The socket selection on the rear panel is limited compared with the HT-H7750W, but that’s unsurprising given the price difference. You get a single ARC-compatible HDMI output, which is handy if you want to listen to your TV’s built-in tuner without having to rig up extra cables. But the lack of HDMI inputs makes it tricky to run games consoles and TV receivers through the system – you’ll have to make do with the analogue, optical digital or ARC inputs, which isn’t particularly convenient.
Completing the socket line up are an Ethernet port and FM radio antenna input. The speaker terminals on the back accommodate colour-coded cable plugs, which click securely into place.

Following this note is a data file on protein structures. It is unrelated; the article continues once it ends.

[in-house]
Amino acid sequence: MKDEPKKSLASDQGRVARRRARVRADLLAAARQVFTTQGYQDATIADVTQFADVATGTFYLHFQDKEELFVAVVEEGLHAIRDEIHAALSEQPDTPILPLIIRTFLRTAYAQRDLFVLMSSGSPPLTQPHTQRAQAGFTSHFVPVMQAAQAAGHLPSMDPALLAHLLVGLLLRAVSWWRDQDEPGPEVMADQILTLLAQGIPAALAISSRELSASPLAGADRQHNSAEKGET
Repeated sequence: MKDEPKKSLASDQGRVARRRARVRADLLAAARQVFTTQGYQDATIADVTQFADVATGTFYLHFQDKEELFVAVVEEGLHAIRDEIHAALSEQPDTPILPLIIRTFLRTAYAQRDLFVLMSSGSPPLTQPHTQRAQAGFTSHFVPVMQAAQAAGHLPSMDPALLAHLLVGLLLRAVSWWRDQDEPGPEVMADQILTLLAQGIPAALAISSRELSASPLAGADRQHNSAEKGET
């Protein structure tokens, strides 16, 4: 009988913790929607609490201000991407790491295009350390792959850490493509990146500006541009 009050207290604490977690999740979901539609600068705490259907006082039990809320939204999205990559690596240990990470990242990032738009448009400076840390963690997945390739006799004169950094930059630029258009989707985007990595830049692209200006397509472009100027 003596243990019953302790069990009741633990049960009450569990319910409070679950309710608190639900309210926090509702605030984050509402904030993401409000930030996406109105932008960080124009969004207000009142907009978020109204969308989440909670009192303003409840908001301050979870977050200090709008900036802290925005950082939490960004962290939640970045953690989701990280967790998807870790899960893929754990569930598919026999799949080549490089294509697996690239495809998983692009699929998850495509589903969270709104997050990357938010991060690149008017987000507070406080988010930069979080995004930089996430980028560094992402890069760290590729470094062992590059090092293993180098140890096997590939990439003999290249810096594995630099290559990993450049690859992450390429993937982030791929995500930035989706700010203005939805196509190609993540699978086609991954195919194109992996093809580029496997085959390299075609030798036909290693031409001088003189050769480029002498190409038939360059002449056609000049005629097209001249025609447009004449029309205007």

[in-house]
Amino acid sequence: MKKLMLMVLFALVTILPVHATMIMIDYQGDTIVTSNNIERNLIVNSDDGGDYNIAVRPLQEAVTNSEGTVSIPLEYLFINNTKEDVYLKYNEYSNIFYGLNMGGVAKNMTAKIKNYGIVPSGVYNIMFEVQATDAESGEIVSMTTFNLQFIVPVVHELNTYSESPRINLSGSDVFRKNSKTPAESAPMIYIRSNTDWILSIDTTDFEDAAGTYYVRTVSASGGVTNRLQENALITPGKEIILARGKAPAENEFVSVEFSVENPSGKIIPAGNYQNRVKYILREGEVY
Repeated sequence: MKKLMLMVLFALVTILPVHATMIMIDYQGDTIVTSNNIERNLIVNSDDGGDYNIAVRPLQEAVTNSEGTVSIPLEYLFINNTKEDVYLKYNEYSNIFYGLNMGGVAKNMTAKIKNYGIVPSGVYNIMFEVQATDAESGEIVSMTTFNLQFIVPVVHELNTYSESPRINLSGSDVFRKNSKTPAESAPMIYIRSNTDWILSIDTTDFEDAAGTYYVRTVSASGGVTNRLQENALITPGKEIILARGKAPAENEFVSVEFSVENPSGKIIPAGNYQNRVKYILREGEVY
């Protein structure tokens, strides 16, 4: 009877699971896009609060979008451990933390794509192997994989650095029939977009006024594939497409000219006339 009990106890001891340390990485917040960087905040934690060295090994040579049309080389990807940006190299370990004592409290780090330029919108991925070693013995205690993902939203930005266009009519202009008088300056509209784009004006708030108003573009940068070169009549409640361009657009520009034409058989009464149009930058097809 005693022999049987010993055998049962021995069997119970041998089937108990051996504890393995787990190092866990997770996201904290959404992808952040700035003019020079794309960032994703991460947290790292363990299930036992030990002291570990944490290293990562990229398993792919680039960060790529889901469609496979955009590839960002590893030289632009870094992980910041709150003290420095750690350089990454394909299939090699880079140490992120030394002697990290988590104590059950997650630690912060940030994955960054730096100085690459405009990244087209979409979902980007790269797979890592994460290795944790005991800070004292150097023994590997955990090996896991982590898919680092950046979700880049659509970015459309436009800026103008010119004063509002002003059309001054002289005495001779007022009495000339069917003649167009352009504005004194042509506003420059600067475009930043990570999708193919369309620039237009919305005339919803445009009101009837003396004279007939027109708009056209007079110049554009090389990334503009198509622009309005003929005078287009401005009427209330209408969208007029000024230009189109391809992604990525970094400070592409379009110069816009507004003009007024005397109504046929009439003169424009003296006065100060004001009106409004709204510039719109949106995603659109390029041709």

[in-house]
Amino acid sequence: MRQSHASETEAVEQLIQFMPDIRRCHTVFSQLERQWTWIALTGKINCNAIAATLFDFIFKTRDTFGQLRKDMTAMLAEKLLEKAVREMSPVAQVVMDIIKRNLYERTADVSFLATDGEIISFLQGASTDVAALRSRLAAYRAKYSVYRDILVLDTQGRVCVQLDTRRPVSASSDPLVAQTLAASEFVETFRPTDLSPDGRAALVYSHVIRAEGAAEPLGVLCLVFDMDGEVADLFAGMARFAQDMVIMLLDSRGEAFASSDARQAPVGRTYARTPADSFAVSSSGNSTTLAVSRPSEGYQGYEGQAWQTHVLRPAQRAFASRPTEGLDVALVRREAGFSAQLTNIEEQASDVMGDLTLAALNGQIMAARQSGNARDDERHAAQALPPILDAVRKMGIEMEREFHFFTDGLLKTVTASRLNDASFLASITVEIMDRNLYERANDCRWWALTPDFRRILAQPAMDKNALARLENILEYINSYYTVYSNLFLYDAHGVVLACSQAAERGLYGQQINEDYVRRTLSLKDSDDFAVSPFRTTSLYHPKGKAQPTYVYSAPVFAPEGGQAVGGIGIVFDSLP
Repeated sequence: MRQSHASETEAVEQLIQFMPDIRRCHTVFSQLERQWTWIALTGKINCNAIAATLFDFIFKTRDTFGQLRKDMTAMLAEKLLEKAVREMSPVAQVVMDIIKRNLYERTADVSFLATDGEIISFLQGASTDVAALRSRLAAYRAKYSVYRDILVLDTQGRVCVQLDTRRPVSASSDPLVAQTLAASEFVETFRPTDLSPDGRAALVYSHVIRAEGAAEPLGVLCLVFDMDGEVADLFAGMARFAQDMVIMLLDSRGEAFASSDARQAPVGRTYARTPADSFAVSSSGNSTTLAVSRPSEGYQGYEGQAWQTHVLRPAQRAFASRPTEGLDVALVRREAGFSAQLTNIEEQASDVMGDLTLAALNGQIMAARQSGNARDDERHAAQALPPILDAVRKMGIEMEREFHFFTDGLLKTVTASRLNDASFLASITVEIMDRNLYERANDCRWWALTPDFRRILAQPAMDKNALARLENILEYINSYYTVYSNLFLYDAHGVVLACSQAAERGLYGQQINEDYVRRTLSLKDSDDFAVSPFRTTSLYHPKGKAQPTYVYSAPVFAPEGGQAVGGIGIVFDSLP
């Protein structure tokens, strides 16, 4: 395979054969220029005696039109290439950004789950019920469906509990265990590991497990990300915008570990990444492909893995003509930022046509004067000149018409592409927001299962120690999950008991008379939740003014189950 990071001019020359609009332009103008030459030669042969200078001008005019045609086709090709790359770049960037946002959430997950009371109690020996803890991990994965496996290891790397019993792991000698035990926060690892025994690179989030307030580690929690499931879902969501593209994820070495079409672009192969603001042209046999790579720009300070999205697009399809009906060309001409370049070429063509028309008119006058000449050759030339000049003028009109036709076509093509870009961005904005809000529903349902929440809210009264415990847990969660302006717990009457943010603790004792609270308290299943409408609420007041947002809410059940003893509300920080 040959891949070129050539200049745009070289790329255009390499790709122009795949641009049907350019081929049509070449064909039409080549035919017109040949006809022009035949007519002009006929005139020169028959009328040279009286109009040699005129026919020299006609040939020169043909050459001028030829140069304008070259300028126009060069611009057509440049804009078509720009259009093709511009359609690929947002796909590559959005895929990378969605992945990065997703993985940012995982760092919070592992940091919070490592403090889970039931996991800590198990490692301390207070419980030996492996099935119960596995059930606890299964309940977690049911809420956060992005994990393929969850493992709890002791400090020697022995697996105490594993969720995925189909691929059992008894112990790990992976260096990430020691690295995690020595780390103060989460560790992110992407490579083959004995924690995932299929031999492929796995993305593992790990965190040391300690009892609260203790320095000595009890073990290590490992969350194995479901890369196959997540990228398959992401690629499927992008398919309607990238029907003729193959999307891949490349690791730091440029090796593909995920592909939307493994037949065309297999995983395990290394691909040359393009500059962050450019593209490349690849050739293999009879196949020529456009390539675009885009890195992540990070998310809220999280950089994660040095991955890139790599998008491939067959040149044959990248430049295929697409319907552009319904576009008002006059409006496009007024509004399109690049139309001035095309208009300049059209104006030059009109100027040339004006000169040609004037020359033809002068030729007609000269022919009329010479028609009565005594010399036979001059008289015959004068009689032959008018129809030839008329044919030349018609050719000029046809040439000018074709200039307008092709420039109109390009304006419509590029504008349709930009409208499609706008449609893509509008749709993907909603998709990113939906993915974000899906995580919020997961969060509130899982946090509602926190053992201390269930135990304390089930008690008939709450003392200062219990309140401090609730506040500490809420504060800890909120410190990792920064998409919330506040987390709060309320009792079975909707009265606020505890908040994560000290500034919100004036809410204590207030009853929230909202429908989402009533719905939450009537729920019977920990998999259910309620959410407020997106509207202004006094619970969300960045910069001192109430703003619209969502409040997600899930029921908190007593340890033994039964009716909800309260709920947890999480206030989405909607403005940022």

The HT-H5500 makes up for its limited sockets with generous wireless connectivity. Not only is there built-in Wi-Fi, which makes it easy to access Samsung’s internet content and stream files over a home network, but there’s also Bluetooth with NFC, Wi-Fi Direct and Screen Mirroring.
Being one of Samsung’s cheaper systems, the choice of internet content isn’t up to its usual exhaustive standards. You get BBC iPlayer, BBC News, BBC Sport, YouTube, Netflix, KnowHow Movies, Dailymotion, Facebook, Twitter, Flickr, Picasa, AccuWeather.com and Hotlist Internet TV, plus the Opera TV Store. Not a bad selection, but without its usual trump cards – ITV Player, 4OD and Demand 5 – it’s on a level playing field with the likes of LG, Sony and Panasonic.
The system also supports playback of AVCHD, DivX HD, MKV, AVI, MP4, WMV, MP3, WMA, AAC, FLAC, WAV and JPEG over a network or from a USB flash drive. It also played hi-res FLAC and ALAC files (96kHz/24-bit), but like other Samsung products they’re downsampled.